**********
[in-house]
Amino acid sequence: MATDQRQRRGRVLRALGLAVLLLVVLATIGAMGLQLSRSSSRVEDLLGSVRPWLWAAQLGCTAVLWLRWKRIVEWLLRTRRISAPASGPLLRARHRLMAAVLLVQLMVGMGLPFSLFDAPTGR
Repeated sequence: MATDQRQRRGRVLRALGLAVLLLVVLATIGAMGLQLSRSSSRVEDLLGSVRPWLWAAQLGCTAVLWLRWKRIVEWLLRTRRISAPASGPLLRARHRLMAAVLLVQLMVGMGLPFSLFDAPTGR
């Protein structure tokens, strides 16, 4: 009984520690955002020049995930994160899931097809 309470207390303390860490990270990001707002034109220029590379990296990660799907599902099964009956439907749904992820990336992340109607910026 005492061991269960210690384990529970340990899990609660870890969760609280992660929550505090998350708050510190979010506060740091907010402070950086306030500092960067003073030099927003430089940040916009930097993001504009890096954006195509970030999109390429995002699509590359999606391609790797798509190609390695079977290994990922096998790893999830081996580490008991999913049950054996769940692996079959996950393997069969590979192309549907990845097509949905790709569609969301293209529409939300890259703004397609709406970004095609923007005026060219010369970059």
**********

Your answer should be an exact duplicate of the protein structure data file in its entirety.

[in-house]
Amino acid sequence: MATDQRQRRGRVLRALGLAVLLLVVLATIGAMGLQLSRSSSRVEDLLGSVRPWLWAAQLGCTAVLWLRWKRIVEWLLRTRRISAPASGPLLRARHRLMAAVLLVQLMVGMGLPFSLFDAPTGR
Repeated sequence: MATDQRQRRGRVLRALGLAVLLLVVLATIGAMGLQLSRSSSRVEDLLGSVRPWLWAAQLGCTAVLWLRWKRIVEWLLRTRRISAPASGPLLRARHRLMAAVLLVQLMVGMGLPFSLFDAPTGR
């Protein structure tokens, strides 16, 4: 009984520690955002020049995930994160899931097809 309470207390303390860490990270990001707002034109220029590379990296990660799907599902099964009956439907749904992820990336992340109607910026 005492061991269960210690384990529970340990899990609660870890969760609280992660929550505090998350708050510190979010506060740091907010402070950086306030500092960067003073030099927003430089940040916009930097993001504009890096954006195509970030999109390429995002699509590359999606391609790797798509190609390695079977290994990922096998790893999830081996580490008991999913049950054996769940692996079959996950393997069969590979192309549907990845097509949905790709569609969301293209529409939300890259703004397609709406970004095609923007005026060219010369970059």